“Even at the most pro-business period it was a party that opposed privatisation, supported unilateral nuclear disarmament, opposed tuition fees, all of these things.”
“The SNP has tried to keep close relations with business. It has to be said, probably those relations are cooler now than they were in the Salmond period. You don’t have the same support from the New Town financial establishment that was willing to offer that support in 2010/2011.”
After all the energy expended on wooing these fickle friends in the run up to 2014, big business nonetheless came out “en bloc” at the last moment and delivered a killer blow to the Yes campaign.
“The supermarkets said that prices would go up, or let it be known that prices would go up, the banks all said that they would move their brass plate. And a lot of work had been expended to try and prevent that happening, and I think that in retrospect may have been a tactical era during the referendum.”
“If anything since 2014 we’re cooler towards the captains of industry than we were before.”
In this race, Biagi is seeking to reclaim a seat he formerly held between 2011 and 2016. He entered Holyrood as the ‘baby of the house’ at 28 years old, and after 3 years became Minister for Local Government and Local Empowerment. He speaks with obvious pride of his role in drafting and pushing through The Local Community Empowerment Act of 2015.
“That was for giving communities [the] power to do things. So for example, a community group could take over a community centre, that kind of thing, or create a housing co-op, take over public property that way.”
I can tell I’ve tickled his interest. The intersection of land reform and localism seems to be the crux of his political vision; although he doesn’t volunteer these descriptors, it bears the obvious imprint of left-libertarian tendencies: pushing power downwards and outwards.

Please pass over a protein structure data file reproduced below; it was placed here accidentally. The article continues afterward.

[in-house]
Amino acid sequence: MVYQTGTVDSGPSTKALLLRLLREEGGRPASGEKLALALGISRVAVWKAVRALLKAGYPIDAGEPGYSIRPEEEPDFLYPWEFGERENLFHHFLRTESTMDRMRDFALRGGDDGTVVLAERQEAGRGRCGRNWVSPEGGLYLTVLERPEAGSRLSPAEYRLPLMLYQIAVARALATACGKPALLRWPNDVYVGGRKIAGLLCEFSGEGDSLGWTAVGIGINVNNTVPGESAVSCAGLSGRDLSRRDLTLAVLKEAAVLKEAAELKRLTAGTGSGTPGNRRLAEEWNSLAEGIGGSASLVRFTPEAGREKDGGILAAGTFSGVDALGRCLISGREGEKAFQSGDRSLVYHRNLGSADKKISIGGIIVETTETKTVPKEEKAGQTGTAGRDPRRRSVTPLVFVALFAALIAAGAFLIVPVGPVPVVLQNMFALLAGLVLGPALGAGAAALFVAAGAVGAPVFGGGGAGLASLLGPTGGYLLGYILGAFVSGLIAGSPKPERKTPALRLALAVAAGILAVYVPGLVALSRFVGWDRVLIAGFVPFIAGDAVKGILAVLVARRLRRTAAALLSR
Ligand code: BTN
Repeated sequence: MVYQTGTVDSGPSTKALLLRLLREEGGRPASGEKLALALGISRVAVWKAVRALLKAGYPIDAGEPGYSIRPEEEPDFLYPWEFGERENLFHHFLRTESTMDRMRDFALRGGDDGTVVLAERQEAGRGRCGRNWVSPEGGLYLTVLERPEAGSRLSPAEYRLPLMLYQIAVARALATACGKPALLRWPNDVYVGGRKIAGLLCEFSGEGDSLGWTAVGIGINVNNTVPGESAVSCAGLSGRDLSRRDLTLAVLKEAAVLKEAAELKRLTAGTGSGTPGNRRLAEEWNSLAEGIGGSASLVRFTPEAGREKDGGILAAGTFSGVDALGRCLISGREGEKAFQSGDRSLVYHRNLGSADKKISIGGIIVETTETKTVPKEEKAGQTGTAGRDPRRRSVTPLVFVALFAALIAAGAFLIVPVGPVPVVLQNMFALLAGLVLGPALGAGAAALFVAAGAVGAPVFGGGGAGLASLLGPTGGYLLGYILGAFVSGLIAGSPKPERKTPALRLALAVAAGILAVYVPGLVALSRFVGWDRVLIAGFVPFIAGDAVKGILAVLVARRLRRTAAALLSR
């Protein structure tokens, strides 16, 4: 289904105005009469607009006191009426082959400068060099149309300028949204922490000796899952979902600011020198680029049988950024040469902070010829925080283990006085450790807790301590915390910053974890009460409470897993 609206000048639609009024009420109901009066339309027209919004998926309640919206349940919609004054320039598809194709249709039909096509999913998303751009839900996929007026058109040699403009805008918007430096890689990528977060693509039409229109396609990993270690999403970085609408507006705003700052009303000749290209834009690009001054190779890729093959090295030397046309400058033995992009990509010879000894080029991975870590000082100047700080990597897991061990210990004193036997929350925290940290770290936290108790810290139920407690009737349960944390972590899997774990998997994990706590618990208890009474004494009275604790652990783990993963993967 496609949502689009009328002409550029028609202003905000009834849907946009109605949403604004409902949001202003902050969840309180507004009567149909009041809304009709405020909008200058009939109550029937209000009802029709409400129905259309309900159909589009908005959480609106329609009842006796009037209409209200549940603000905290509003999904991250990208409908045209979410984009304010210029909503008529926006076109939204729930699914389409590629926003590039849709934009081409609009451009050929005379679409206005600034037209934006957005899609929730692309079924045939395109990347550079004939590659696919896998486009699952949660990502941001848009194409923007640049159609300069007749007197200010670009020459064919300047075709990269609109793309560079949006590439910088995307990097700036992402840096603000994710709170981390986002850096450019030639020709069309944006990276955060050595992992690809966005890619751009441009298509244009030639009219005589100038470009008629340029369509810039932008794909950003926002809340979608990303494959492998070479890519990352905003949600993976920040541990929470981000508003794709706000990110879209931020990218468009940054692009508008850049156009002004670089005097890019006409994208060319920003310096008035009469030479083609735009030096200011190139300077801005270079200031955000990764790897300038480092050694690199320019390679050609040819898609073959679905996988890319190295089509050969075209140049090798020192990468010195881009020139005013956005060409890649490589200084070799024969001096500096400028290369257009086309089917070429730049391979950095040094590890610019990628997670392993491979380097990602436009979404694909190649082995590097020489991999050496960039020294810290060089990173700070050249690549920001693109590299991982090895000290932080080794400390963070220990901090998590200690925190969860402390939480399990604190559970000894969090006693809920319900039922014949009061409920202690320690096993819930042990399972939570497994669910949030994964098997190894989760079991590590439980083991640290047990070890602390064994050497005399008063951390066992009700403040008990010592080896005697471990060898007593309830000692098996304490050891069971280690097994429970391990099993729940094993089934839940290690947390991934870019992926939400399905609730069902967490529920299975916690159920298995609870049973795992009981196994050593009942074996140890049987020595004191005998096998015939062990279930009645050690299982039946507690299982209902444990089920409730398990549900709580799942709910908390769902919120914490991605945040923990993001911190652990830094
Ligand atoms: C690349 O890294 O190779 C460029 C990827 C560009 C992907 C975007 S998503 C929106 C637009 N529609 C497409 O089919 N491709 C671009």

“During the process of that and during the process of [the] local tax reform commission we came across this proposal that had floated out there in think tank land for a while, about giving councils the ability to buy land at the underlying value.”
He obviously has ideas about how to better manage housing in Edinburgh, and in Scotland’s city centres in general. We are, he says, falling behind. “Edinburgh’s got a real land shortage more than anything else, and it’s not been helped by a lot of very breakneck competition for sites in the centre.”
The new tendency for Air B&Bs to dominate the private rental market in the city centre is something he’s particularly riled up about. “It’s [the council’s] flaming statutory duty to provide housing for the city!”
On this, as on other issues, Biagi’s political centre of gravity is firmly European. He looks to Berlin for solutions to the housing crisis in Scotland’s city centres. The key isn’t so much rent controls, as 'use planning'. This is part of his excuse for his party voting with the Tories, in May, to vote down Andy Wightman’s amendments that would have secured a pandemic rent freeze. Those amendments were “badly worded”.
“Generally speaking I think rents are gonna go down rather than up … right now if you are a tenant, you are at a level of power that you’re not going to have been in for years. And we’ve seen the rental prices for new properties going on the market in Edinburgh coming down. So I don’t think what we need is a short term action on that.”